http://www.abc.net.au/news/stories/2007/07/25/1987410.htm

http://www.forbes.com/business/feeds/afx/2007/07/23/afx3941168.html

http://www.iht.com/articles/ap/2007/07/24/asia/AS-GEN-Afghan-Kidnappings.php

http://www.nytimes.com/aponline/world/AP-Afghan-Kidnappings.html?ex=1185854400&en=5fb2bf217bf9406f&ei=5070&emc=eta1

Indonesian provincial legislature considers HIV-microchip implants

The Papua legislature is now debating whether to approve a bill allowing microchips to be implanted in people infected with HIV. The proposal is a way of preventing the spread of HIV in Indonesia.  However, health workers there strongly oppose the bill.

About 2.4% of Papuans are known to be HIV-carriers. Infection rates are estimated at 15 times the national average.

A member of the parliament’s health committee made the proposal. He said that microchips could track people who continued to infect others. The bill also proposes mandatory testing of every Papua resident. Also considered was tattooing HIV-positive people.

The Papua AIDS Commission has rejected the bill. It said the proposals were illogical and a violation of human rights.

To become law, the bill would need to be approved by government, health and legal experts and pass a public consultation.

The province has just over 3,000 people living with HIV/AIDS, and there have been 356 deaths reported. Papua has a population of about 2.5 million.

For more information, please see:

http://news.bbc.co.uk/2/hi/asia-pacific/6913869.stm

http://www.abc.net.au/news/stories/2007/07/24/1987295.htm

http://www.breitbart.com/article.php?id=070724075657.4w2f978g&show_article=1

http://uk.news.yahoo.com/afp/20070724/ttc-health-indonesia-papua-aids-b4393f8.html

India Elects First Female President

India elected its first female president, Pratibha Patil, on Saturday.  Ms. Patil, 72, was widely expected to win and had won almost two-thirds of the votes cast by federal and state legislators.  She had the support of the governing Congress Party and its political allies.  The election of a woman to the historically ceremonial post continues an Indian tradition of using the presidency to give a high-profile voice to disadvantaged groups.  Past presidents include Muslims and a Sikh, minorities among India’s dominant Hindus.

Women still face widespread discrimination in the workplace and at home.  Although one of India’s most powerful leaders  was the female prime minister, Indira Gandhi, many Indian families regard daughters as a liability because of a tradition requiring a bride’s family to pay a large dowry of cash and gifts.  Consequently, their education and overall health is often neglected, and thus women are still underrepresented in politics.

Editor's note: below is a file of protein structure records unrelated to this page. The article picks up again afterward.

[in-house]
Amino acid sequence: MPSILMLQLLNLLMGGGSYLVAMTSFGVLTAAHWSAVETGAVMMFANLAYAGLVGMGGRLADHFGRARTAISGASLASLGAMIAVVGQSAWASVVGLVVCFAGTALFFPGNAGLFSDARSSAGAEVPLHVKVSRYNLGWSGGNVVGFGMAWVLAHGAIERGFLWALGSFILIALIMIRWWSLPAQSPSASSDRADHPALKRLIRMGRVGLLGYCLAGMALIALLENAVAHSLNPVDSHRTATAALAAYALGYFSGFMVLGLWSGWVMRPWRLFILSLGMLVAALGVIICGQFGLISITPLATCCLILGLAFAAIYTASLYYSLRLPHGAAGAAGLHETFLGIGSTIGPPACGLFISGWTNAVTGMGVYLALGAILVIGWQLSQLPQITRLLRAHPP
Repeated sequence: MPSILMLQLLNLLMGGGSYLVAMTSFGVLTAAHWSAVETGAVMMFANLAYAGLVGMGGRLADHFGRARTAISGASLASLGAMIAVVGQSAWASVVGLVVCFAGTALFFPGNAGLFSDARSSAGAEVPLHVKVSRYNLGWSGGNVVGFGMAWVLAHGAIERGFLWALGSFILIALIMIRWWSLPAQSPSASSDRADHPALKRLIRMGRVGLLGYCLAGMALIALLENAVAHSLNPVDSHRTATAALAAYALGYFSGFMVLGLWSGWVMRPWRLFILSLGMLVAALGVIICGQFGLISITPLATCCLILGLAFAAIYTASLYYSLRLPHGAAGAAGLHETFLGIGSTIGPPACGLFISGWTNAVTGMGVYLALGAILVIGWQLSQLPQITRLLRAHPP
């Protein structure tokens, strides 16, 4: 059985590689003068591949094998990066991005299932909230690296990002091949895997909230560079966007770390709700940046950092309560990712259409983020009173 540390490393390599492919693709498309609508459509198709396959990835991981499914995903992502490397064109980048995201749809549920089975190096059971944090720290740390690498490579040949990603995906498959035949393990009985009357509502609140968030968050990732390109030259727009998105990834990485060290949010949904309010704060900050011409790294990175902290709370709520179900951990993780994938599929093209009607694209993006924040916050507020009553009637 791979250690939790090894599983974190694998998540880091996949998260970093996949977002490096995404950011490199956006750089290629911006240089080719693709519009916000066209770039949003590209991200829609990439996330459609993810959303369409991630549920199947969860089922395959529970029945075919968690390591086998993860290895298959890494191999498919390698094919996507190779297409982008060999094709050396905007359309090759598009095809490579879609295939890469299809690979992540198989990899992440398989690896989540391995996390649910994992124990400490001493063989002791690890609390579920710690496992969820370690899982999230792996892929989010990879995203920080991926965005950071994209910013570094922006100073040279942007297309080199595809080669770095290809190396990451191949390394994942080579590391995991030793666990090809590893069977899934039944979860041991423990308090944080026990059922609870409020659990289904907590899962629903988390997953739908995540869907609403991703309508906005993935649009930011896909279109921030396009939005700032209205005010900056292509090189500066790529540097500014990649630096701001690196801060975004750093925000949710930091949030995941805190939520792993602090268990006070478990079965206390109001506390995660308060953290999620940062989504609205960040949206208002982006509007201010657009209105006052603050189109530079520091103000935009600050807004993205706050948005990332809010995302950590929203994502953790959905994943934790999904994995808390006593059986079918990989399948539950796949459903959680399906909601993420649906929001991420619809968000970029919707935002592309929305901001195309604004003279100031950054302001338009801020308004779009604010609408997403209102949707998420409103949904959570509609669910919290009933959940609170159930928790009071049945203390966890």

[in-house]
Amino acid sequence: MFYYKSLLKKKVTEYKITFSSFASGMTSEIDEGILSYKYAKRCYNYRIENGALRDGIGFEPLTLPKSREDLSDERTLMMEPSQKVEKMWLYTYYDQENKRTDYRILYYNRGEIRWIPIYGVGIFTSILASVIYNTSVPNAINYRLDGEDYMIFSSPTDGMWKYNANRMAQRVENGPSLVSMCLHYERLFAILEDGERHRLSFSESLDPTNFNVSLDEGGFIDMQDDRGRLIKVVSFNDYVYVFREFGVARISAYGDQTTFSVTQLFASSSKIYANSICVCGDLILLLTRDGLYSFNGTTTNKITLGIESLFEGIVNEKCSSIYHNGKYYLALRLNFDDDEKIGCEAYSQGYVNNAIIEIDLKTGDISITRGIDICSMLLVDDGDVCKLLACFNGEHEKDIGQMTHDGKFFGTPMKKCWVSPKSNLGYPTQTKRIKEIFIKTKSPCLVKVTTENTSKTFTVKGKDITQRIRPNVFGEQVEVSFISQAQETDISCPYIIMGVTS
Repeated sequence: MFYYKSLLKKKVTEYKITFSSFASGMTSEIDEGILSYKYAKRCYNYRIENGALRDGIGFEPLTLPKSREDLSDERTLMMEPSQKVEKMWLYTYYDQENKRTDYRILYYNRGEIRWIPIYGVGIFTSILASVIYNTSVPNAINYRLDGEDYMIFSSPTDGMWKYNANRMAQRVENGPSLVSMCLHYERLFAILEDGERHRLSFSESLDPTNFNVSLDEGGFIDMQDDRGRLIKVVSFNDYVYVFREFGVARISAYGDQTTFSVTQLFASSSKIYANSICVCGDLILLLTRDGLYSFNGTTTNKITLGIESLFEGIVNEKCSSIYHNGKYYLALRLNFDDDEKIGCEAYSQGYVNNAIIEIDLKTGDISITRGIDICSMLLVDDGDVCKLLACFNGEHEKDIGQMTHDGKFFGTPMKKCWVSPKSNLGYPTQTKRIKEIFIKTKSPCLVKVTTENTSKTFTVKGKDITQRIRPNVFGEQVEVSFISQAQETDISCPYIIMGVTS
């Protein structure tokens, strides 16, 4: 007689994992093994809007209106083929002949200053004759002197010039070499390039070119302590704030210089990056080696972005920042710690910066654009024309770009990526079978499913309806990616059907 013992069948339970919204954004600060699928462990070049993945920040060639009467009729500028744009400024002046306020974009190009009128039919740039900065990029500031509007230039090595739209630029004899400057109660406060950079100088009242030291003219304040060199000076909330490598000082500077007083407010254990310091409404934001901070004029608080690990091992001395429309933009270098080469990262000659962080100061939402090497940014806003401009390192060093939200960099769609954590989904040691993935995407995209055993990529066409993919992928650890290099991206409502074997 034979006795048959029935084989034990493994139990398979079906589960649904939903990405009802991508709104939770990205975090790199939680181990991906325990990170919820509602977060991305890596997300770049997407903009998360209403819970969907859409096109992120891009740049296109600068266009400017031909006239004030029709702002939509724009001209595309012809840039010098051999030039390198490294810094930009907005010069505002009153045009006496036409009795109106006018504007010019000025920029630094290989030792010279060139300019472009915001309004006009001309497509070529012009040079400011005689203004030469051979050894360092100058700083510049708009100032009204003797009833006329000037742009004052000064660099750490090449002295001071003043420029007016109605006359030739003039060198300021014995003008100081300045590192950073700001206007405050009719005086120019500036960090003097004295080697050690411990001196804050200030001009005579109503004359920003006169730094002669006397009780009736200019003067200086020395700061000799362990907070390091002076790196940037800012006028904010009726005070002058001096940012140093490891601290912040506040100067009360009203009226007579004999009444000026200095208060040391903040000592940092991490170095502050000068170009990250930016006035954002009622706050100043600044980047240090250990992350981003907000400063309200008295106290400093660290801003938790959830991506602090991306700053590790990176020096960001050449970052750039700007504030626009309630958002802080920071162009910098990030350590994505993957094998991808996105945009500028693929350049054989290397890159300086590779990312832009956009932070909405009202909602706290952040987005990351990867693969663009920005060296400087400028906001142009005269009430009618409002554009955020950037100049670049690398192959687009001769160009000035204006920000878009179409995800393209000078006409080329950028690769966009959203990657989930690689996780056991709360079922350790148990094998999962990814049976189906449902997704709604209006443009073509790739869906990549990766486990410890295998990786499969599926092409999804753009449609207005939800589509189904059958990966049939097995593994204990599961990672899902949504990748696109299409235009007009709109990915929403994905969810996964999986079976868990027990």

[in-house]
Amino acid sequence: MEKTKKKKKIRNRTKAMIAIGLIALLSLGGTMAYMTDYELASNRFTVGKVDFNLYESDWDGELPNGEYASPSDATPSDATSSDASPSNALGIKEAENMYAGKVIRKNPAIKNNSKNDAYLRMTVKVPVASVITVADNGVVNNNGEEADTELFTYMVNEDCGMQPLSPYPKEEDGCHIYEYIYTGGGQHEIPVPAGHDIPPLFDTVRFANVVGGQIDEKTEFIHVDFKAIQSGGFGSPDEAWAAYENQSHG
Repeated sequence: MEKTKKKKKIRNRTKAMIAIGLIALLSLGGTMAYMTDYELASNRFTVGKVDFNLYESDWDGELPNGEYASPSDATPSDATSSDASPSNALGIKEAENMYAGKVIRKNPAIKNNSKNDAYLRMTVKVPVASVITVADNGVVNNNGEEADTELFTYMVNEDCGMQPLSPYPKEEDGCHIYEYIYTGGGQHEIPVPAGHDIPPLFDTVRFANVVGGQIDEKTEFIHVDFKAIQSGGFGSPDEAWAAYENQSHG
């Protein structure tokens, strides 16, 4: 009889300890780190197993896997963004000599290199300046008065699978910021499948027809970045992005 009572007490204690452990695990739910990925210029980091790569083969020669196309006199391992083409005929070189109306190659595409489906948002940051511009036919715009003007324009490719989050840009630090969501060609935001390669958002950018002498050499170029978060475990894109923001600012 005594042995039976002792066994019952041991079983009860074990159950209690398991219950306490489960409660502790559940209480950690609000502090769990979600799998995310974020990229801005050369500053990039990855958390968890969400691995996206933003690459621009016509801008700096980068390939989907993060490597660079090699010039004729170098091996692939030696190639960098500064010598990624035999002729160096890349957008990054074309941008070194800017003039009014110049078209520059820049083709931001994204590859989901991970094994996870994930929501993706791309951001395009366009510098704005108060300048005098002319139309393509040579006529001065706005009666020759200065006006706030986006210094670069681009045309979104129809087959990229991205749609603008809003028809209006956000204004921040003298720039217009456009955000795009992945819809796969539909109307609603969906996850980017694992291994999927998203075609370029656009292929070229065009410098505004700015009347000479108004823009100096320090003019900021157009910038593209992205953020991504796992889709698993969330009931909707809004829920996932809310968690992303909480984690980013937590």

Ms. Patil’s election will make India the largest country to boast a female head of state.  She defeated the current Vice President Bhairon Singh Shekhawat from the opposition Bharatiya Janata Party, and will replace A.P.J. Abdul Kalam.  Ms. Patil’s campaign was not easy, however, with opposition politicians and the media scrutinizing her, her past, and her family.  Opponents said she lacked the national stature for the post and complained that her only qualification was her loyalty to the powerful Gandhi family. 

Ms. Patil received 2489 out of the 2706 votes cast on Thursday.  She will be sworn in as India’s 13th president on Wednesday, and will serve for a five-year term.

For more information, please see:

http://abc.net.au/news/stories/2007/07/21/1984713.htm?section=justin

http://online.wsj.com/article/SB118504676893474168.html?mod=googlenews_wsj

http://www.nytimes.com/2007/07/22/world/asia/22india.html?em&ex=1185249600&en=7eb036a14c52eb06&ei=5087%0A

http://www.latimes.com/news/printedition/asection/la-fg-india22jul22,1,3238015.story?coll=la-news-a_section

Attackers kill Siberian environmental protester

Attackers raided a camp of environmental protesters, killing one person and injuring seven people.

More than 20 demonstrators had been camped out by a reservoir near Angarsk, about 2,600 miles east of Moscow, to protest nuclear waste processing at a state-owned Electrolysis Chemical Plant. Local police detained two suspects and identified 13 others.

Angarsk is about 60 miles from the southern end of Lake Baikal, the world’s largest freshwater lake. Russia is setting up a uranium enrichment center at the plant to enrich uranium from Kazakhstan, a major uranium ore producer.

President Vladimir Putin proposed setting up the site as a way to provide uranium fuel to nations intent on building nuclear power plants, while making sure they don’t develop weapons programs.

The enriched uranium supply would be made available only to countries which have made nonproliferation commitments. These would include a pledge of no use for nuclear explosive purposes and acceptance of International Atomic Energy Agency safeguards.

The demonstrators say Russia plans to become a center for processing and storing spent fuel from abroad, and that this plant could be part of the lucrative business.

For more information, please see:

http://news.yahoo.com/s/ap/20070721/ap_on_re_eu/russia_demonstrator_killed_2

http://www.iht.com/articles/ap/2007/07/21/europe/EU-GEN-Russia-Demonstrator-Killed.php

http://www.cbsnews.com/stories/2007/07/21/world/main3085019.shtml